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Drawing with the Pencil tool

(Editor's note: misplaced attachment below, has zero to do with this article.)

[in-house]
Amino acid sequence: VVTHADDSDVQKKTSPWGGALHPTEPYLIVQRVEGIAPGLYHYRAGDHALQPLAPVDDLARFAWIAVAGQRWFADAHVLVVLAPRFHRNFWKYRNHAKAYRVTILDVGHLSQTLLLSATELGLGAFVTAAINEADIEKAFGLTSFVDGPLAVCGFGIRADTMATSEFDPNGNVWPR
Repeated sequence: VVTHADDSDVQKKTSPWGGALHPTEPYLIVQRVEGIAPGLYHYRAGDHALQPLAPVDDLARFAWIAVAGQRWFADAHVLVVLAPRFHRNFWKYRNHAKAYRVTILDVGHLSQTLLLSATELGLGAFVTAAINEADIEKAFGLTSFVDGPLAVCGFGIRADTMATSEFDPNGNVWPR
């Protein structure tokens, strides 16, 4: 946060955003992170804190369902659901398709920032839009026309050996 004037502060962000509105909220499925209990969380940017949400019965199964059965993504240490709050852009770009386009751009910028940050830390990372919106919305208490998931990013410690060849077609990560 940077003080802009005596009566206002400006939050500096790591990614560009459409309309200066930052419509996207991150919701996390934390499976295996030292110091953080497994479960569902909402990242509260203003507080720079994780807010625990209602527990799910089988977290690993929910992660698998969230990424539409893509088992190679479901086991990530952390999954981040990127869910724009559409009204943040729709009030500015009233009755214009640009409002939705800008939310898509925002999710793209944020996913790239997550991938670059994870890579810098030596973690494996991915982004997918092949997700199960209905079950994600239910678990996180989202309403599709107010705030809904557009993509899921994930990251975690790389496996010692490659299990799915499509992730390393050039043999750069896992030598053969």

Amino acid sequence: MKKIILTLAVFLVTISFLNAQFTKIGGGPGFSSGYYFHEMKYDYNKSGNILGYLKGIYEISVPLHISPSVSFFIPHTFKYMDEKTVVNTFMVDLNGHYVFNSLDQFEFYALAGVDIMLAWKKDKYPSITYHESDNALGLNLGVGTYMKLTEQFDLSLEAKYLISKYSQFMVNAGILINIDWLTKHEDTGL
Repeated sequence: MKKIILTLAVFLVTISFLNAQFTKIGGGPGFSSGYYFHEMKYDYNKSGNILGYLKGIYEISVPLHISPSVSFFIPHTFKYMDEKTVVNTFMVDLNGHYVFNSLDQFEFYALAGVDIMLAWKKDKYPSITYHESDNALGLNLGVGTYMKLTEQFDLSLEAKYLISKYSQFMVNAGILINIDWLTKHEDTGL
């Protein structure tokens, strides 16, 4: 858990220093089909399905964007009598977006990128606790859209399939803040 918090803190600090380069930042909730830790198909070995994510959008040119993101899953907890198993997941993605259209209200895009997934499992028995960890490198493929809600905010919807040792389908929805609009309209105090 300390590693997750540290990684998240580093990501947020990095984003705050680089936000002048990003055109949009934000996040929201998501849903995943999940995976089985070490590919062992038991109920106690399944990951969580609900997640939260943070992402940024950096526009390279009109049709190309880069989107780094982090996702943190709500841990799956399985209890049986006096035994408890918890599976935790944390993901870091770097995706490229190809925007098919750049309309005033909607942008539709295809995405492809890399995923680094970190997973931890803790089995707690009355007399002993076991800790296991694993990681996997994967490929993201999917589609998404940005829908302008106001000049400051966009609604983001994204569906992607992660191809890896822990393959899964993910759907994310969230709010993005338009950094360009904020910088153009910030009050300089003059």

From: Illustrator CS4 Essential Training

Video: Drawing with the Pencil tool